Development and Application of an Analytical Framework on interventions to overcome access barriers to health services to the poor - Macquarie University Centre for the Health Economy
While World Health Organization member countries embraced the concept of universal coverage as early as 2005, few low-income countries have yet achieved the objective. This is mainly due to numerous barriers that hamper access to needed health services.
This project aims to provide an overview of the various dimensions of barriers to access healthcare in low-income countries (geographical access, availability, affordability and acceptability) and outline existing interventions designed to overcome these barriers.
These barriers and consequent interventions are arranged in an analytical framework, which is then applied to Middle East and North Africa (MENA) region countries case studies. The aim is to illustrate the use of the framework in identifying the dimensions of access barriers that have been tackled by the interventions.
- Pundarik Mukhopadhaya
- Osmat Azzam, Health Economist, World Health Organization
The findings suggest that a combination of interventions is required to tackle specific access barriers but that their effectiveness can be influenced by contextual factors. It is also necessary to address demand-side and supply-side barriers concurrently. The framework can be used both to identify interventions that effectively address particular access barriers and to analyse why certain interventions fail to tackle specific barriers.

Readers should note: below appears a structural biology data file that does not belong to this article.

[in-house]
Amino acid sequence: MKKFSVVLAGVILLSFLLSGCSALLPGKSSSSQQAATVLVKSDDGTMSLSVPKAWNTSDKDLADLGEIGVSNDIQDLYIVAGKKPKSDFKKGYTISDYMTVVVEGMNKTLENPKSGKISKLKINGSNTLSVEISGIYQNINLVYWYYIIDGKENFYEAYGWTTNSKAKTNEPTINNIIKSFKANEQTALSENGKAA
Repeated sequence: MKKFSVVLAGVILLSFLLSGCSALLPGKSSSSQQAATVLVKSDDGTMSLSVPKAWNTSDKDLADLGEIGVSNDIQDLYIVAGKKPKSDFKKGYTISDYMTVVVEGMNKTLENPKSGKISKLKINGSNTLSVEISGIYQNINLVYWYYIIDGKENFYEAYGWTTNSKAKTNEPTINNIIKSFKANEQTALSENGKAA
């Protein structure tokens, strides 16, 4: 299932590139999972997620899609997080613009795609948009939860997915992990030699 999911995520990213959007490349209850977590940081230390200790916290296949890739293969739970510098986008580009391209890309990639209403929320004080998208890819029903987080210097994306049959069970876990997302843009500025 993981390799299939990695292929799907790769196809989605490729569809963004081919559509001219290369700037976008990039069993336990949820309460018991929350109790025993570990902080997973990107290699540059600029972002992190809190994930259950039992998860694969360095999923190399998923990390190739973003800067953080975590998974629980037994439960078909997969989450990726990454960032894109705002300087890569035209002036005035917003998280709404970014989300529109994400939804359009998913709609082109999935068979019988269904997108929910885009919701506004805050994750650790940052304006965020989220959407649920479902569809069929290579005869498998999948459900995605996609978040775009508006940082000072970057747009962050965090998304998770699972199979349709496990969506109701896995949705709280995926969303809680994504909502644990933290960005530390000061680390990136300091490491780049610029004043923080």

The key message in this project is to give a comprehensive overview of all identified access barriers to health care and interventions to address them in low-income countries which is formulation into an analytical framework. The application of this framework enables policy makers and health planners to identify the different dimensions and aspects of barriers to access to health services, and to devise the specific intervention or combination of interventions that can best address these barriers. Conversely, the framework can assist in assessing the appropriateness of existing interventions as a means to address the identified access barriers.